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One more question, for now 🙂 In scenarios where there is a to-many relation between Foo -> Bar -> Baz, how do I structure my RAD attrs/reports to do something like "get the baz/datetime from a specific foo's latest baz"? I understand how to write a set of attrs/resolvers to eventually satisfy a resolver that explicitly outputs foos-latest-baz-datetime, but in doing so, I'm kind of ending up with a bunch of resolvers that seem to do nearly the same thing. Following this approach, I end up with more attrs/resolvers like foos-EARLIEST-baz-x, foos-LATEST-baz-y, and so on. What I'd like to do is just have a foo/baz-set resolver that accepts some parameters for the baz query like {:order-by :datetime :limit 1} and returns something like {::foo/baz-set [{::baz/id 1} ...]}, and then use the auto-generated attribute resolvers from baz to pull whatever fields I need from there, like datetime, x, and y. I can do it with Pathom queries alone, but when trying to arrive at the same solution with RAD reports, I get this explosion of resolvers that seem too specific in their outputs. Any suggestions? Should I stop worrying and just make extra resolvers for each sort/field access combination my reports need, or is there a better way?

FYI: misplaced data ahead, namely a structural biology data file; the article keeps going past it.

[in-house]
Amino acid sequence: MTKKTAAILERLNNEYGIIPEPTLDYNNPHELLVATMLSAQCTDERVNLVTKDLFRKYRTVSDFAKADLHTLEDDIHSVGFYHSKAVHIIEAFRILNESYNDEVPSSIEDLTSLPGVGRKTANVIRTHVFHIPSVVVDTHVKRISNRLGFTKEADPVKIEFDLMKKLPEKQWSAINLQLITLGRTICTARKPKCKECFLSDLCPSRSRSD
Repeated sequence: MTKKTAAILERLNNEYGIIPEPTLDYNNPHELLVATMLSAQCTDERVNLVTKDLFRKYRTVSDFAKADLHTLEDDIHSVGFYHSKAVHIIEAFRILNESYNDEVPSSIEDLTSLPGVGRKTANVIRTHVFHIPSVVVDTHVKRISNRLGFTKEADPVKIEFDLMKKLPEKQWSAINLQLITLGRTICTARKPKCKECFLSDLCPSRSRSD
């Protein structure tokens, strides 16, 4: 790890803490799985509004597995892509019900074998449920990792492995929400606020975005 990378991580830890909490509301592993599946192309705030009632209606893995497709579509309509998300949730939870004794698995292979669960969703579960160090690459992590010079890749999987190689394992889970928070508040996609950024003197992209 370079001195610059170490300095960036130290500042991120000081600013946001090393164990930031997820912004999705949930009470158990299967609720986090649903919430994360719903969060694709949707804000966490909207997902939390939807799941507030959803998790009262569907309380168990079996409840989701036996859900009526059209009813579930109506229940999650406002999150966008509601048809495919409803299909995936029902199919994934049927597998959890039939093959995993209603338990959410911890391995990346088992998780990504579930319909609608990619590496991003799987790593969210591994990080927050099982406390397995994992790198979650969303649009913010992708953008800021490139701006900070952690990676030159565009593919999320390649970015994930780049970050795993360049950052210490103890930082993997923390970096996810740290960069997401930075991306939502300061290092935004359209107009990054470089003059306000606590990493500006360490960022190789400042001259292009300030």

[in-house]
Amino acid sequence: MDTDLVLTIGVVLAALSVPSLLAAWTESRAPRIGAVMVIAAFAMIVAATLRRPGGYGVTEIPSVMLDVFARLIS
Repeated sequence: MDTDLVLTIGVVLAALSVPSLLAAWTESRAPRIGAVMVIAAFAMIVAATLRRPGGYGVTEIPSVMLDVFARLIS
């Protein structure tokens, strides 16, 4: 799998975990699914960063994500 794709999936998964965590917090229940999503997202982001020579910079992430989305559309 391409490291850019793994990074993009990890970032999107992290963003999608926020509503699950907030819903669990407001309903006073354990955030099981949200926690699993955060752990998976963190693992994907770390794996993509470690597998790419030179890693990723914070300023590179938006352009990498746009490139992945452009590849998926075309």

Jakub Holý (HolyJak)13:03:16

You can pass parameters to the resolver used by a report, no? I'd use that (and user-invisible report params to hold the current settings)

Jakub Holý (HolyJak)13:03:40

And you my-report-resolver can output a (map with) list of idents where details will be filled in by the ident resolver